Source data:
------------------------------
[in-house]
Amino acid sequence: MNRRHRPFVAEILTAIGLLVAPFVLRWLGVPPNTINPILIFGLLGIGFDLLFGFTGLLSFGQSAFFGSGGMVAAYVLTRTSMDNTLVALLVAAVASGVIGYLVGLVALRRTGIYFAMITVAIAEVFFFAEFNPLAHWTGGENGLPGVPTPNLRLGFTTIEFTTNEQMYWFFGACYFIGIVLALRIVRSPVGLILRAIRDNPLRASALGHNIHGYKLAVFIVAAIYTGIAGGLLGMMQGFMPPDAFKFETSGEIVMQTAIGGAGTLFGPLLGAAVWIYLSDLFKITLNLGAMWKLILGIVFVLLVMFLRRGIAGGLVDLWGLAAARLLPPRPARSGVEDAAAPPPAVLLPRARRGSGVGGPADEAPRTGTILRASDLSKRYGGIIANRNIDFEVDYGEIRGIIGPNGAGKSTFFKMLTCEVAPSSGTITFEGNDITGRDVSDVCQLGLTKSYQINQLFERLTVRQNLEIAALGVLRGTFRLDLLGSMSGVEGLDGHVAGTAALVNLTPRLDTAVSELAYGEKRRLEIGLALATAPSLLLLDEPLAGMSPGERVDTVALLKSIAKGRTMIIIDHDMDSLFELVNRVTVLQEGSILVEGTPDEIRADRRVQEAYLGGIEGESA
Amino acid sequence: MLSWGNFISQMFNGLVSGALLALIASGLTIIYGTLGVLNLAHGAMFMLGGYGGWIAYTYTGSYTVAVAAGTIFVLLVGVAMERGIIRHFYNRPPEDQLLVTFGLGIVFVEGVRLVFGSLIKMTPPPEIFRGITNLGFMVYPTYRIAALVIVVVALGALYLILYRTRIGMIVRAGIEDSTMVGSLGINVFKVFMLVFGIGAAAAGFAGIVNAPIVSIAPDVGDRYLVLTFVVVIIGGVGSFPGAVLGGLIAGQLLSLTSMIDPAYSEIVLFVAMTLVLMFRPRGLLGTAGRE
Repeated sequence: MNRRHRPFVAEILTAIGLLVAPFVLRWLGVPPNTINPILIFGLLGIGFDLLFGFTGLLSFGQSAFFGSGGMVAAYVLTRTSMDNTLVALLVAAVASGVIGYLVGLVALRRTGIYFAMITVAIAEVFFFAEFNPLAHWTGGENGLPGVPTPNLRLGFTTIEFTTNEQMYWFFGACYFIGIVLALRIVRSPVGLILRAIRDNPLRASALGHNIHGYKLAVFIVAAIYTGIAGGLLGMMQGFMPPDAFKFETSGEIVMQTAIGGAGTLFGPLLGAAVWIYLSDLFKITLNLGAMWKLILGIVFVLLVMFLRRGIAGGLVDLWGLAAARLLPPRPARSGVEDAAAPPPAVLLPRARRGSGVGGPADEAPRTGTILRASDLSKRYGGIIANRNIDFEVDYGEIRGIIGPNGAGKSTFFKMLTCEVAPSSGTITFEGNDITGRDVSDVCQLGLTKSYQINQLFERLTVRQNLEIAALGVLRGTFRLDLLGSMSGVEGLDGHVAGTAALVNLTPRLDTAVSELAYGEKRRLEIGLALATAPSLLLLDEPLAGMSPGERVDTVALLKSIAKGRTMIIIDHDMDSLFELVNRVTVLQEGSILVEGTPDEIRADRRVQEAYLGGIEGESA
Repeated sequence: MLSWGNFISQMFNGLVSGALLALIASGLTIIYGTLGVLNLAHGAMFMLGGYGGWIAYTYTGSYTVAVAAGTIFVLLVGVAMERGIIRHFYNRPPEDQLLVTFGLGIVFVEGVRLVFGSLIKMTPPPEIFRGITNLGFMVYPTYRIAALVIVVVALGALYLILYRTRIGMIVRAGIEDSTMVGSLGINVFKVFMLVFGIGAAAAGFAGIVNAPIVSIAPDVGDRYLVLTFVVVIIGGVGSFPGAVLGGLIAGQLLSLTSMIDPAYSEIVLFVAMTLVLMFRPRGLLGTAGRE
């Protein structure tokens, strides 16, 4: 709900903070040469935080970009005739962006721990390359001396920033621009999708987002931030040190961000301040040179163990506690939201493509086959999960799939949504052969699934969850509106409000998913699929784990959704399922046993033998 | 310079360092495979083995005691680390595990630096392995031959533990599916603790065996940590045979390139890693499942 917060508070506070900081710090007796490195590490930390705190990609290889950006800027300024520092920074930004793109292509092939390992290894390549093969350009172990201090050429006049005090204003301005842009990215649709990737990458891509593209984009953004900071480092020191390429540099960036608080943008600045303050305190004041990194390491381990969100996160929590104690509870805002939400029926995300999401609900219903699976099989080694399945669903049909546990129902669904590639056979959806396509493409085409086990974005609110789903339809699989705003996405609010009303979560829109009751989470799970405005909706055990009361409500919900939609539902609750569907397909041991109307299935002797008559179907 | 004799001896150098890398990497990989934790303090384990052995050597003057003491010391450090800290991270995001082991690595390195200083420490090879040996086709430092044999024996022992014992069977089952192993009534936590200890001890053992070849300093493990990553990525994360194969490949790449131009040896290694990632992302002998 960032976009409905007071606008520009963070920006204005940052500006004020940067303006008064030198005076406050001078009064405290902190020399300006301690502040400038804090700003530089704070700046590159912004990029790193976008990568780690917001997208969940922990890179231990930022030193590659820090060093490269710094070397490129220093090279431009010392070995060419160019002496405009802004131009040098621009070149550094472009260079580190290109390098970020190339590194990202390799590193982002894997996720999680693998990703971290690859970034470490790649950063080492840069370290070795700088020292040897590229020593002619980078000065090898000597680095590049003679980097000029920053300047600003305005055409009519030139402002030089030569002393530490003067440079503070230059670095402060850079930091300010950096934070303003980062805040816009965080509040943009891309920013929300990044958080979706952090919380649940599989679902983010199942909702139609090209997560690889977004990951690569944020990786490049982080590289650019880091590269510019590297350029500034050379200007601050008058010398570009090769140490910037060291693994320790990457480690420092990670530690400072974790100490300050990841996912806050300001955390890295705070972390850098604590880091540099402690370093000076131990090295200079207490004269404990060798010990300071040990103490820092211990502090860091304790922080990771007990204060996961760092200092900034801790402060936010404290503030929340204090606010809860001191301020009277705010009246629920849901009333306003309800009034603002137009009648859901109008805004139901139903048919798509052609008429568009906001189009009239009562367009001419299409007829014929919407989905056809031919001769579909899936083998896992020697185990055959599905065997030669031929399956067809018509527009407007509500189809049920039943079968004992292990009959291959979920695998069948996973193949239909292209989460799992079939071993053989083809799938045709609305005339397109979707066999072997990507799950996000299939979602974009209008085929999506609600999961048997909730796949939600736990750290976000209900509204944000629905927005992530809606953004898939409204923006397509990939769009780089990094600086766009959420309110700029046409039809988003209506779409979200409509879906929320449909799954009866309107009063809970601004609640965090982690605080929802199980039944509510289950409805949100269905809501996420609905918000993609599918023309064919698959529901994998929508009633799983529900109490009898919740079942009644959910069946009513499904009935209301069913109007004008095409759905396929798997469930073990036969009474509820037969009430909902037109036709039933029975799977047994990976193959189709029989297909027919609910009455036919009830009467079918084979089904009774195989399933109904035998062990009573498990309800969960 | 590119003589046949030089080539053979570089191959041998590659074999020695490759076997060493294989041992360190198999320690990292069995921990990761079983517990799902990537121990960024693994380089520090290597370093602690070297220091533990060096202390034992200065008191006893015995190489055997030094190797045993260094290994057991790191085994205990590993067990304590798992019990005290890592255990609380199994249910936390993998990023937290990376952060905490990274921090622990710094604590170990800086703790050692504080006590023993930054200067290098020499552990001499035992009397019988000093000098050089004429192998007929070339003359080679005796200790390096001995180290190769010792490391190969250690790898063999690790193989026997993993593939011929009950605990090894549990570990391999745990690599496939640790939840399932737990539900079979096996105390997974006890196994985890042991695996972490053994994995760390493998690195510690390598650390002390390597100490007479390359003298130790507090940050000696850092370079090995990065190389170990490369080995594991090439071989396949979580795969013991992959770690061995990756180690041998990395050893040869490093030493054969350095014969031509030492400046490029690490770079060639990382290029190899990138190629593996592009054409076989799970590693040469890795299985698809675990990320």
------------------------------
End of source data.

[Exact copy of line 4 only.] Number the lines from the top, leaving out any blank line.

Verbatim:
Repeated sequence: MNRRHRPFVAEILTAIGLLVAPFVLRWLGVPPNTINPILIFGLLGIGFDLLFGFTGLLSFGQSAFFGSGGMVAAYVLTRTSMDNTLVALLVAAVASGVIGYLVGLVALRRTGIYFAMITVAIAEVFFFAEFNPLAHWTGGENGLPGVPTPNLRLGFTTIEFTTNEQMYWFFGACYFIGIVLALRIVRSPVGLILRAIRDNPLRASALGHNIHGYKLAVFIVAAIYTGIAGGLLGMMQGFMPPDAFKFETSGEIVMQTAIGGAGTLFGPLLGAAVWIYLSDLFKITLNLGAMWKLILGIVFVLLVMFLRRGIAGGLVDLWGLAAARLLPPRPARSGVEDAAAPPPAVLLPRARRGSGVGGPADEAPRTGTILRASDLSKRYGGIIANRNIDFEVDYGEIRGIIGPNGAGKSTFFKMLTCEVAPSSGTITFEGNDITGRDVSDVCQLGLTKSYQINQLFERLTVRQNLEIAALGVLRGTFRLDLLGSMSGVEGLDGHVAGTAALVNLTPRLDTAVSELAYGEKRRLEIGLALATAPSLLLLDEPLAGMSPGERVDTVALLKSIAKGRTMIIIDHDMDSLFELVNRVTVLQEGSILVEGTPDEIRADRRVQEAYLGGIEGESA